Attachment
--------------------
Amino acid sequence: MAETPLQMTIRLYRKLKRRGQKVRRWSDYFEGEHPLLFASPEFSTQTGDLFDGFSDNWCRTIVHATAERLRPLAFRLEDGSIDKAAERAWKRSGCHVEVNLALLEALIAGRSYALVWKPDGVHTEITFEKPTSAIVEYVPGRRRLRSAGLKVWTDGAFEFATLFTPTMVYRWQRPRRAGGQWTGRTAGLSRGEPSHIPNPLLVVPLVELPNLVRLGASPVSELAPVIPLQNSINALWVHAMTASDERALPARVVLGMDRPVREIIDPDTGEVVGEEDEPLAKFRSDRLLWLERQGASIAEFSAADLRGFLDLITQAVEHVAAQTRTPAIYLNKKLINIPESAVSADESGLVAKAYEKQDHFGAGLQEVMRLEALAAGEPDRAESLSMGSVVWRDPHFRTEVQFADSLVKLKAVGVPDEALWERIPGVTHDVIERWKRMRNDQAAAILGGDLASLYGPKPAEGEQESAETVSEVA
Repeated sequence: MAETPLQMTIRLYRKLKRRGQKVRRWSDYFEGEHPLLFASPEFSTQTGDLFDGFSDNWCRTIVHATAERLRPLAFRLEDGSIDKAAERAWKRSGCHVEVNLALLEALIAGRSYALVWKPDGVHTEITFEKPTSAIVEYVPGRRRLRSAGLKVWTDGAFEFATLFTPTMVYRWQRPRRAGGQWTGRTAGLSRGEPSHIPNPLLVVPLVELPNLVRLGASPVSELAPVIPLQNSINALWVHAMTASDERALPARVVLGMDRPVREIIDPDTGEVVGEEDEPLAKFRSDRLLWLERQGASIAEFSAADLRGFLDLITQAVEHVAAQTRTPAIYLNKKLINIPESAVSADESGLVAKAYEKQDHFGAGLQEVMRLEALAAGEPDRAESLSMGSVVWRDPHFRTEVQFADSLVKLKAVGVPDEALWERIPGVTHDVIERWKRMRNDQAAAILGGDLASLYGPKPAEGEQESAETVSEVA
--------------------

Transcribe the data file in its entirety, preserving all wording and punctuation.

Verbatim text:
Amino acid sequence: MAETPLQMTIRLYRKLKRRGQKVRRWSDYFEGEHPLLFASPEFSTQTGDLFDGFSDNWCRTIVHATAERLRPLAFRLEDGSIDKAAERAWKRSGCHVEVNLALLEALIAGRSYALVWKPDGVHTEITFEKPTSAIVEYVPGRRRLRSAGLKVWTDGAFEFATLFTPTMVYRWQRPRRAGGQWTGRTAGLSRGEPSHIPNPLLVVPLVELPNLVRLGASPVSELAPVIPLQNSINALWVHAMTASDERALPARVVLGMDRPVREIIDPDTGEVVGEEDEPLAKFRSDRLLWLERQGASIAEFSAADLRGFLDLITQAVEHVAAQTRTPAIYLNKKLINIPESAVSADESGLVAKAYEKQDHFGAGLQEVMRLEALAAGEPDRAESLSMGSVVWRDPHFRTEVQFADSLVKLKAVGVPDEALWERIPGVTHDVIERWKRMRNDQAAAILGGDLASLYGPKPAEGEQESAETVSEVA
Repeated sequence: MAETPLQMTIRLYRKLKRRGQKVRRWSDYFEGEHPLLFASPEFSTQTGDLFDGFSDNWCRTIVHATAERLRPLAFRLEDGSIDKAAERAWKRSGCHVEVNLALLEALIAGRSYALVWKPDGVHTEITFEKPTSAIVEYVPGRRRLRSAGLKVWTDGAFEFATLFTPTMVYRWQRPRRAGGQWTGRTAGLSRGEPSHIPNPLLVVPLVELPNLVRLGASPVSELAPVIPLQNSINALWVHAMTASDERALPARVVLGMDRPVREIIDPDTGEVVGEEDEPLAKFRSDRLLWLERQGASIAEFSAADLRGFLDLITQAVEHVAAQTRTPAIYLNKKLINIPESAVSADESGLVAKAYEKQDHFGAGLQEVMRLEALAAGEPDRAESLSMGSVVWRDPHFRTEVQFADSLVKLKAVGVPDEALWERIPGVTHDVIERWKRMRNDQAAAILGGDLASLYGPKPAEGEQESAETVSEVA